Prepping for College
Transitioning Your Teen to Self-Care
If you are one of the growing numbers of CF parents preparing to send a teen off to college, congratulations! Before you do, however, experts in the area of CF transition encourage you to teach your child self-management of the disease and its treatment.
The majority of adults with CF agree. In fact, more than 85% of adult patients say thay should start the move into self-management earlier.1 Joan, a 49-year-old living with CF says the real transition to an adult clinic begins years earlier, when parents teach their children how to be responsible for their own care. Joan offers today’s parents her firsthand insight into transition.
“I hate to tell you, but the switch doesn’t get flipped at 18 and suddenly you’re independent,” says Joan. She recommends parents help children by gradually giving them greater responsibility for maintaining their health, one step at at time. “It makes it a lot easier when (the responsibility) doesn’t come over in one…big ball that says, ‘I’m a CF burden.’” Joan also advises parents to encourage their teens to speak up at doctors’ appointments in order to gain confidence as advocates for their health. It’s a step that helped her gain confidence as a patient.
“My doctor would say to my mother, ‘How is Joan feeling?’ and my mother said, ‘Well, I think she’s fine, but why don’t you ask her? She’s sitting right next to me,’” laughs Joan.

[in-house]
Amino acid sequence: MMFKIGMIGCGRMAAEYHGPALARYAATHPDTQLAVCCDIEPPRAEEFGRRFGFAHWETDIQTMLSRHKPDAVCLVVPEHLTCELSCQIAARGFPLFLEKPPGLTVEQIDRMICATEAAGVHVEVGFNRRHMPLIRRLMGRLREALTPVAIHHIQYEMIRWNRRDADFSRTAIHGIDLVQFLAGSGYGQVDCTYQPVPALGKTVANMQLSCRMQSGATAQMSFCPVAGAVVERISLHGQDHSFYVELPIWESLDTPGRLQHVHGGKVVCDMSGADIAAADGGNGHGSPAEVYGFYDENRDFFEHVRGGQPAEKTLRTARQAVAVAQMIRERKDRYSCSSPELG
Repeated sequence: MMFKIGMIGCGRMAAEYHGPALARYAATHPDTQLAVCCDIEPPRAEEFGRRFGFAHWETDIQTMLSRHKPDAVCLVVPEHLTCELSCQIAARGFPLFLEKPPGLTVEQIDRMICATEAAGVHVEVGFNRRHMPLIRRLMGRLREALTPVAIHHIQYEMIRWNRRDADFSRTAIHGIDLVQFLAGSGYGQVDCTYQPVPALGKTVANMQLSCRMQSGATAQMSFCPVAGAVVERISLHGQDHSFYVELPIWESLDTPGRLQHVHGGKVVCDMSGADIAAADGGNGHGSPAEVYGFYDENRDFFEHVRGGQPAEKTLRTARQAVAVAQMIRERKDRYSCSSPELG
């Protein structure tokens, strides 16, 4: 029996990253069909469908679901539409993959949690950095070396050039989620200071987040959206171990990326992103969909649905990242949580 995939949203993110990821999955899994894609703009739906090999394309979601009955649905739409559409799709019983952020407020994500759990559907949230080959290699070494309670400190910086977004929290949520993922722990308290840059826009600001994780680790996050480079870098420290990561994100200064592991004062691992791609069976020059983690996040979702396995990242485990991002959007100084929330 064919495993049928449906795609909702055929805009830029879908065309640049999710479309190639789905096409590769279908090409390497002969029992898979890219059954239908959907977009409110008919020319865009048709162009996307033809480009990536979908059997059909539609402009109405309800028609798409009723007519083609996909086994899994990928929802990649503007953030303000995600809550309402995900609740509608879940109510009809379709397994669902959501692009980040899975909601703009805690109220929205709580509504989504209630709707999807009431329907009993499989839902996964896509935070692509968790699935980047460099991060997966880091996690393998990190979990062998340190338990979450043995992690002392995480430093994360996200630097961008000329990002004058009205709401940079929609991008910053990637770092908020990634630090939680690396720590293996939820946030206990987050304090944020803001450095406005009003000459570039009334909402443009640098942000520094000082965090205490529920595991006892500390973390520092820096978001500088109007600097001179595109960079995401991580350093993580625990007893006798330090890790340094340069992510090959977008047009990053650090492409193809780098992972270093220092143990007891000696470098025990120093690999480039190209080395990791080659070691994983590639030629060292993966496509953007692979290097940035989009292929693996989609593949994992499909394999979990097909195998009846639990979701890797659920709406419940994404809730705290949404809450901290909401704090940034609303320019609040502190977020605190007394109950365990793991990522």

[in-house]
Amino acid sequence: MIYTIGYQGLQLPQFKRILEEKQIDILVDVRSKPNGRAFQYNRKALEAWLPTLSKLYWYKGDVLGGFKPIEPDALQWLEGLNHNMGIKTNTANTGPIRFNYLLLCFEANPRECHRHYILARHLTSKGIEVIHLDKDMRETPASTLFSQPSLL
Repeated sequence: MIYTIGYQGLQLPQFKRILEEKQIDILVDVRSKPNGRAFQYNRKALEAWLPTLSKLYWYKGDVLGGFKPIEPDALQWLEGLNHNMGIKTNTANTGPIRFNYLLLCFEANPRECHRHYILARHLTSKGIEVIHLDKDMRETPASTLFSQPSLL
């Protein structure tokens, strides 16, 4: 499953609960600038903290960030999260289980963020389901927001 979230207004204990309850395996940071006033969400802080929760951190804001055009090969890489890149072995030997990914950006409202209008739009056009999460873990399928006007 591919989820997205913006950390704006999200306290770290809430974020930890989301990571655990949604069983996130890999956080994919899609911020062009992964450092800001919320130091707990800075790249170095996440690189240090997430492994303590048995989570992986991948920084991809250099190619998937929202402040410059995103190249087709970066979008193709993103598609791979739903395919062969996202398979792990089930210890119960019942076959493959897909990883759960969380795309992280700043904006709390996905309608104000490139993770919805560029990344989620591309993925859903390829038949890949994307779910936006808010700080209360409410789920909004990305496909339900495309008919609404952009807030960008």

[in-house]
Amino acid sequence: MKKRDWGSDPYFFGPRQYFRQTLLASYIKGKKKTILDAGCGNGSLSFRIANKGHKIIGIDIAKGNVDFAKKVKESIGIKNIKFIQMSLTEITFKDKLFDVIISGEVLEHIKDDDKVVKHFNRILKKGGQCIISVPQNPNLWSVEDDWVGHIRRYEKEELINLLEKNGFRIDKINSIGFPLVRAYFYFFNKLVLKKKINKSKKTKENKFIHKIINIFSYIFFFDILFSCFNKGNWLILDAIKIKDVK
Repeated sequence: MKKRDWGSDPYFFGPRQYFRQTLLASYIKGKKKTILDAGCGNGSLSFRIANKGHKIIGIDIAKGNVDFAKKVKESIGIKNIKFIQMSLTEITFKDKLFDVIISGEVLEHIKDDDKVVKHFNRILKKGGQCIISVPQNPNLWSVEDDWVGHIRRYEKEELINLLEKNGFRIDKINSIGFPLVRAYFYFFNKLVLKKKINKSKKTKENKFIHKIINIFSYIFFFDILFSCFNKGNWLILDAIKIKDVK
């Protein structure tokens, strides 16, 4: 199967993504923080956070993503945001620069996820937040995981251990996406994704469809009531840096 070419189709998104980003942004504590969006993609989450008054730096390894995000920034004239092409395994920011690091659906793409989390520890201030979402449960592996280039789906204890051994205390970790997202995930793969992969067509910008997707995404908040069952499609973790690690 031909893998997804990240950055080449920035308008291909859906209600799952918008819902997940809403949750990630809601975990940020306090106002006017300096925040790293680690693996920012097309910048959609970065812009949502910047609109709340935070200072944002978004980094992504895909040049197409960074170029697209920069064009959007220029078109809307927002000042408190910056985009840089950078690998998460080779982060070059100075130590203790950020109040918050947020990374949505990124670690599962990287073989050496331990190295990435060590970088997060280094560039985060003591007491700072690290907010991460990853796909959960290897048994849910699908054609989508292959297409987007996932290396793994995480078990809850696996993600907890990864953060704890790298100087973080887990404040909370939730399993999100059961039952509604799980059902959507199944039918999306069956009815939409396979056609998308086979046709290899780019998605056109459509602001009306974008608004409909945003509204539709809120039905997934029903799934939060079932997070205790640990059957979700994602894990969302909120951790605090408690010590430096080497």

After Joan learned to drive, the girl’s mother handed her the keys to the car and told her, from that day on, Joan would now drive herself to the doctor. The move instilled in the teen a deep sense of responsibility that has served her well over the years.
As any parent of a teen with CF knows, however, that there are always pitfalls and potholes on the road to self-management.
Susan, a CF parent, traveled that bumpy path with her now 28-year-old daughter, Amy. Today, Amy sports two undergraduate degrees and an MBA from USC. Susan credits those accomplishments to Amy’s ability to take over her own treatment prior to the start of college, a step that came at mom’s insistence.
“I couldn’t follow her around for her whole life. So, once she was 18, it was up to her,” says Susan. “If she was going to stay healthy, she needed to do her medicine.”
Susan began the transition to self-management when Amy was barely a teen. She gave her daughter the opportunity to order her own prescriptions, make her own doctor’s appointments, and go to clinic appointments solo. She also let Amy’s physician in on the new plan.
“I called the doctor and I said, ‘From now on, I’m going to drop her off,” remembers Susan. “I’m not going to go in to the appointments with her.’” To be safe, Susan kept a close eye on Amy’s attempt at self-management, ready to step in and help should it be necessary.
While Mom remembers all the ups and downs of Amy’s transition, she gladly lives with the pay off — and so does her daughter.
“She’s just lived longer, stayed healthier, been more motivated, and done so much better at taking care of herself than I just would have ever imagined,” says Susan with a smile.
1McLaughlin S, Diener-West M, Indurkhya A, Rubin H, Heckmann R, Boyle M. Improving transition from Pediatric to Adult Cystic Fibrosis Care: Lessons from a National Survey of Current Practices. Pediatrics. 2008;121;e1165 DOI: 10.1542/peds.2007-2217